Mind-altering drugs have been used throughout the history of the United States. While some remain socially acceptable, others are outlawed because of their toxic, and intoxicating, characteristics. These classifications have shifted at different times in history and will continue to change. The transformation of a particular drug, from an acceptable indulgence to a bad habit, or vice versa, is closely tied to the intentions of those endorsing its use and their status in society. This exhibit explores some of the factors that have shaped the changing definition of some of our most potent drugs from medical miracle to social menace.
The exhibit is free and open to all during normal library hours. Parking is available for a fee in the 8th Street parking deck. If special accommodations are needed, please contact Thelma Mack, research and education coordinator, at (804) 828-0017.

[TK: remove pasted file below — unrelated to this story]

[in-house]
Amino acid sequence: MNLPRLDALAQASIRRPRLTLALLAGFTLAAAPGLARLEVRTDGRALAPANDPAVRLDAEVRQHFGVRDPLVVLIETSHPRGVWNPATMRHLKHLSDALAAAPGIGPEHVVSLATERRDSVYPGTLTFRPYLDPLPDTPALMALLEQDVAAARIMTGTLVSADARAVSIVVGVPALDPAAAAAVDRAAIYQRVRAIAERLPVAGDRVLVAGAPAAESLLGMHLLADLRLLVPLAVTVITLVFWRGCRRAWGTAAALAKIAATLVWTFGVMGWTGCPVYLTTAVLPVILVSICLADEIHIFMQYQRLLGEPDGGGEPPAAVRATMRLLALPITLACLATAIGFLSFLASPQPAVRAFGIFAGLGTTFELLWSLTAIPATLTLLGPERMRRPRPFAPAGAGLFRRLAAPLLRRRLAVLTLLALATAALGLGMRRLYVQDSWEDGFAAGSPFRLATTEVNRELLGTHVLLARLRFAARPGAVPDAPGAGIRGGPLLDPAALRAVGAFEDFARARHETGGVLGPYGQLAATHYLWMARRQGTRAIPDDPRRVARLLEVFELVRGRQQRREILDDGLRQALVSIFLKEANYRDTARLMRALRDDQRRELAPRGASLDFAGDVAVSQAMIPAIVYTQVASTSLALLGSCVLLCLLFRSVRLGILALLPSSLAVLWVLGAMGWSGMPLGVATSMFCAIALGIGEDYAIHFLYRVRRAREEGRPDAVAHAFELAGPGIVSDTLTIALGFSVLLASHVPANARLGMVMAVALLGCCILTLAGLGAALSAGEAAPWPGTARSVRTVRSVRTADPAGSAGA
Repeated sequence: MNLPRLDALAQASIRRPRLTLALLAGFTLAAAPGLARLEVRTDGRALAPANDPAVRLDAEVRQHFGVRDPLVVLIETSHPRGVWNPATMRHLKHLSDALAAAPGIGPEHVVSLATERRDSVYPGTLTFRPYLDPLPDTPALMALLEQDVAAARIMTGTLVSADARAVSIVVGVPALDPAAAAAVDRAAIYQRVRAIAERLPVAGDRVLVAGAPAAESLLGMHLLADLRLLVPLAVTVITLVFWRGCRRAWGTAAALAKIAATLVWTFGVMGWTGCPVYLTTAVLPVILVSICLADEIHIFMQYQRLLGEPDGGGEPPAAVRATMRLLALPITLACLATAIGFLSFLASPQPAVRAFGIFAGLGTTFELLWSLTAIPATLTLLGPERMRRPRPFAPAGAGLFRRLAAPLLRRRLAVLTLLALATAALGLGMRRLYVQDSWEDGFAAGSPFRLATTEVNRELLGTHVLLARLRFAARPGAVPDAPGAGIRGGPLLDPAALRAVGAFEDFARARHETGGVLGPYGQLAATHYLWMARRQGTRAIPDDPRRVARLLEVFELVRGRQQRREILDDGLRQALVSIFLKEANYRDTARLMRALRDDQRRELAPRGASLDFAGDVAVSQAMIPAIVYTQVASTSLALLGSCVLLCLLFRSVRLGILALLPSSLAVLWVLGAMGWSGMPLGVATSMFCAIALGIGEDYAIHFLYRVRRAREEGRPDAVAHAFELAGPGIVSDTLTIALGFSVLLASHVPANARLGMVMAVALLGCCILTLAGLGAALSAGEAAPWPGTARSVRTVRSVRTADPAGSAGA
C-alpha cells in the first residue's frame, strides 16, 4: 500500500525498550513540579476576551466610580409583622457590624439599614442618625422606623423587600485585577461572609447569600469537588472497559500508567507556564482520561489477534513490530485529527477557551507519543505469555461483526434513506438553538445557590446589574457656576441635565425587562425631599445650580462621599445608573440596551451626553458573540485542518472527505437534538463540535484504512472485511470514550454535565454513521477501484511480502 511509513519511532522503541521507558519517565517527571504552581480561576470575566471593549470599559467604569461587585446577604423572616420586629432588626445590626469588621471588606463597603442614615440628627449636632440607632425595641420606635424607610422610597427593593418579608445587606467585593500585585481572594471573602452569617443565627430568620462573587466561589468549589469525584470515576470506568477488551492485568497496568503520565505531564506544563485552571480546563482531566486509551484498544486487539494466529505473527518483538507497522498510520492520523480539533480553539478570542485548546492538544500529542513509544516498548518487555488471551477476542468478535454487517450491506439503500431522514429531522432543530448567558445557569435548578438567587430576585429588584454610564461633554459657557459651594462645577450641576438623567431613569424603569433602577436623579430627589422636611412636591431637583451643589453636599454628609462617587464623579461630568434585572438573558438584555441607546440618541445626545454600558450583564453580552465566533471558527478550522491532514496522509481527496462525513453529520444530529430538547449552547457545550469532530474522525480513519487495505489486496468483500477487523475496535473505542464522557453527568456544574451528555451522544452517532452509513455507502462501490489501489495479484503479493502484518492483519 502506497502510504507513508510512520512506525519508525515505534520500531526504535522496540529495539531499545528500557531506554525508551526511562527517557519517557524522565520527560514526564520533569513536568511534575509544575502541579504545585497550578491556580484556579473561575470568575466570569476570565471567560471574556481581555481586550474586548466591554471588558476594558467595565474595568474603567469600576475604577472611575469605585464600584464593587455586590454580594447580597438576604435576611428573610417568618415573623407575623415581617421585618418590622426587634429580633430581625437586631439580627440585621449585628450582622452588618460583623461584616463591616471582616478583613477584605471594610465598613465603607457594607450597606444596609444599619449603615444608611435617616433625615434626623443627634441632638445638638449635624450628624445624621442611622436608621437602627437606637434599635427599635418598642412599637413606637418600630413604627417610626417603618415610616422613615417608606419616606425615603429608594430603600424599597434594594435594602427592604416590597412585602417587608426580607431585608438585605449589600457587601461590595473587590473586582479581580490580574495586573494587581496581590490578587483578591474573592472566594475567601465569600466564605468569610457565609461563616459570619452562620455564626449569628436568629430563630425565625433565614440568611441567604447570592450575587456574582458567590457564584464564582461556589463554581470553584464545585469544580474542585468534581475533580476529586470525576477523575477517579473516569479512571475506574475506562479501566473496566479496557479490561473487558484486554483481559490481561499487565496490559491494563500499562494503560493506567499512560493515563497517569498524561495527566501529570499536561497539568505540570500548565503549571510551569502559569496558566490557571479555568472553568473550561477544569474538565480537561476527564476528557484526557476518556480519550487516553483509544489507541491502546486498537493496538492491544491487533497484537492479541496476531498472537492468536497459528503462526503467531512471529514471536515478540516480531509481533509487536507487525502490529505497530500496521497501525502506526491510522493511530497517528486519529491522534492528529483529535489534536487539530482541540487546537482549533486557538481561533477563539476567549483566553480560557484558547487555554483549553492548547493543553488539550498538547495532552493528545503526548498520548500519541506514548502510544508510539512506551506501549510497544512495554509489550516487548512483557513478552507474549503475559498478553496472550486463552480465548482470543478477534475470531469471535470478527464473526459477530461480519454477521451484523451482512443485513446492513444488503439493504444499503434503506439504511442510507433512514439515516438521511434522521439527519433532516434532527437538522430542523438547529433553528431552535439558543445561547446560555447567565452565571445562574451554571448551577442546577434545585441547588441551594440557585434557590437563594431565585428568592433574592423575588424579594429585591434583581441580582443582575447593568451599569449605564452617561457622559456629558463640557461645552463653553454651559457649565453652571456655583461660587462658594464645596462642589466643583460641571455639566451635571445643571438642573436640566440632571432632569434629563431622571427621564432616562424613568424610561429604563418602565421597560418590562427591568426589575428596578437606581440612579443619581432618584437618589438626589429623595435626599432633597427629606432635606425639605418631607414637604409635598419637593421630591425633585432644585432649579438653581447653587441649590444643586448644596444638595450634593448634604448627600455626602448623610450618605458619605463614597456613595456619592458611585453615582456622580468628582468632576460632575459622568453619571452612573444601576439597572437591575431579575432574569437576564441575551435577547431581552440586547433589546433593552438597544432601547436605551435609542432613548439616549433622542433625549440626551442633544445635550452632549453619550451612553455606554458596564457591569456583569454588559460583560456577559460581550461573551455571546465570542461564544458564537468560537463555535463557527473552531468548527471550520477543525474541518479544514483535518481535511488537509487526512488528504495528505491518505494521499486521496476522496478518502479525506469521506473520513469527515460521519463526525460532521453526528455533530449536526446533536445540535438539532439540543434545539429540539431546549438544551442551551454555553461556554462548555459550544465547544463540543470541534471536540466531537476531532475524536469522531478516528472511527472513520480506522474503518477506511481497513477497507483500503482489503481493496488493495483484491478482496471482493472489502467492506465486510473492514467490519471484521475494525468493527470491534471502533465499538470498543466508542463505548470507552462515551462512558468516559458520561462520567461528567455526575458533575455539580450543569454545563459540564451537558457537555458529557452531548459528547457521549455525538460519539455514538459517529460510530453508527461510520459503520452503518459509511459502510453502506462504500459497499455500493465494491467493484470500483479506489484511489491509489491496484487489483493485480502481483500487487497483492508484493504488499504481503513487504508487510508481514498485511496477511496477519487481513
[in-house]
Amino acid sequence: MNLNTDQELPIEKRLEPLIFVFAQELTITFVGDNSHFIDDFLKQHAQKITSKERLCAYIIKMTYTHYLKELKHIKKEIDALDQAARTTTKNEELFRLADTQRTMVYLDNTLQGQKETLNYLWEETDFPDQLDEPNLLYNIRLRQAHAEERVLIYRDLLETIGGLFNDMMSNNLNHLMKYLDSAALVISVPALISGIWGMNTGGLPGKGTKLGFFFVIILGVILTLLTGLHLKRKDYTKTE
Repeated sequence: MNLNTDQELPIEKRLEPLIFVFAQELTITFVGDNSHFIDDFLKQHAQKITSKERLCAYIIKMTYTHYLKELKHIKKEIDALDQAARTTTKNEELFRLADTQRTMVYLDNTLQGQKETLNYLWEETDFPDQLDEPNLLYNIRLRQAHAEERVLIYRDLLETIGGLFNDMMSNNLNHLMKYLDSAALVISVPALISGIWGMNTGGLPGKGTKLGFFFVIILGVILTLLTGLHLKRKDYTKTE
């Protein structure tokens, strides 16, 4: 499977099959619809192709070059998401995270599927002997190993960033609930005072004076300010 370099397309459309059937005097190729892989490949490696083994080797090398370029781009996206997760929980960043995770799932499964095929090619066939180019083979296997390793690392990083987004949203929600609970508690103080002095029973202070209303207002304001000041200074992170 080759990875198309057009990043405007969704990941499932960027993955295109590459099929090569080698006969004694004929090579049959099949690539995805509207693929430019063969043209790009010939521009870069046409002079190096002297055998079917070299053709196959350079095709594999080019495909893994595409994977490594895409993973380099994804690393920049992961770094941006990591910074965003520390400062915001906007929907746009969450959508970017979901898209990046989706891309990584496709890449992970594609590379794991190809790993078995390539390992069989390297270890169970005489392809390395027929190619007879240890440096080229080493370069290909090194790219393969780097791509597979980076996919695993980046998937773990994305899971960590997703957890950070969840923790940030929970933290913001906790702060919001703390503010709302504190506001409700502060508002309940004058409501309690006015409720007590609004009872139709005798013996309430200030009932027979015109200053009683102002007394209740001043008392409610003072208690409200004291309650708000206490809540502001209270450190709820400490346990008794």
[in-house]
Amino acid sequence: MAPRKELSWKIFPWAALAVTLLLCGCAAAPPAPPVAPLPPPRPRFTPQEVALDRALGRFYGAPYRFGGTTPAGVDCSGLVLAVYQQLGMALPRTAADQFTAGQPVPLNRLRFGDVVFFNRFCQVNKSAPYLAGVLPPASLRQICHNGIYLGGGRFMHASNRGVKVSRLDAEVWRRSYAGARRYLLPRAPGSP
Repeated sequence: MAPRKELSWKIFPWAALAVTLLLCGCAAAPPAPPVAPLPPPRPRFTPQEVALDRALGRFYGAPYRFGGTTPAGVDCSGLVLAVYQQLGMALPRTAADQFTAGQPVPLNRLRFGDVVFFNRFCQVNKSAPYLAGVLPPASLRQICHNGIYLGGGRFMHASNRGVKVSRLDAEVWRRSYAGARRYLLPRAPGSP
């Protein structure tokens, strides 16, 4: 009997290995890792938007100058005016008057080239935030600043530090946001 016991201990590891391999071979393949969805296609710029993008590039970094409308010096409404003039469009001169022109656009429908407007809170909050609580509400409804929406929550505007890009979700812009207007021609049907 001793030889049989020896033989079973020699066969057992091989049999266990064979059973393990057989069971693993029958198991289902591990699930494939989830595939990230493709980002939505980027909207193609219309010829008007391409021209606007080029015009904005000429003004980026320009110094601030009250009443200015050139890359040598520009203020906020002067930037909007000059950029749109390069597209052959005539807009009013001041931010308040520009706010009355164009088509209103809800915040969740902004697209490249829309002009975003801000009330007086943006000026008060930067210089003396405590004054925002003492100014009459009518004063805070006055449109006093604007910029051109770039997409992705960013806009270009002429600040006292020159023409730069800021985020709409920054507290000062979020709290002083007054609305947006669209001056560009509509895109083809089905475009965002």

'Doc' Al Schalow (VCU School of Pharmacy '61) brings his traveling Medicine Wagon Show to campus. Travel back in time with the medicine showman as he uses humor, magic, and storytelling to recount the cure-alls and patent medicines that were prevelantly sold across the United States in the 19th century. Schalow guides the audience through the historical evolution of government controls on medicine and brings them up to date with current fads and trends. The presentation features information on the history of patient cures that included alcohol, opium, cocaine and other indoxicing medicinals, as well as a number of authentic bottles used to peddle these cures.
Image: Saturday Night, Craigville, Mn., courtesy of the Library of Congress